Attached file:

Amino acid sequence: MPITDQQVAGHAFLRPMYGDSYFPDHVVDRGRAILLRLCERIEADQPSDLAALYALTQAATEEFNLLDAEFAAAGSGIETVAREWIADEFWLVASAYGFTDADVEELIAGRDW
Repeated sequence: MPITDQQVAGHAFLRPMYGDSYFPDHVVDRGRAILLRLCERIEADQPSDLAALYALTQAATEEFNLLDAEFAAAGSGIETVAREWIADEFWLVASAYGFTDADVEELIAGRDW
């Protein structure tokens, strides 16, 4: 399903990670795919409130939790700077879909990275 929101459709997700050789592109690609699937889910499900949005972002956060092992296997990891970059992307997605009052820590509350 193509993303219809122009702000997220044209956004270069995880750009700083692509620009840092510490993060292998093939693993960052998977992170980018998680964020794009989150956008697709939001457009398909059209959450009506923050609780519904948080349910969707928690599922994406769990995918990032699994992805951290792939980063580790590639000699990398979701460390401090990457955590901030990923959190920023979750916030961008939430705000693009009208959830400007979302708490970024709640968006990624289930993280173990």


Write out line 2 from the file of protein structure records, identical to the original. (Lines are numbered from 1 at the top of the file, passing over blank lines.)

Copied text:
Repeated sequence: MPITDQQVAGHAFLRPMYGDSYFPDHVVDRGRAILLRLCERIEADQPSDLAALYALTQAATEEFNLLDAEFAAAGSGIETVAREWIADEFWLVASAYGFTDADVEELIAGRDW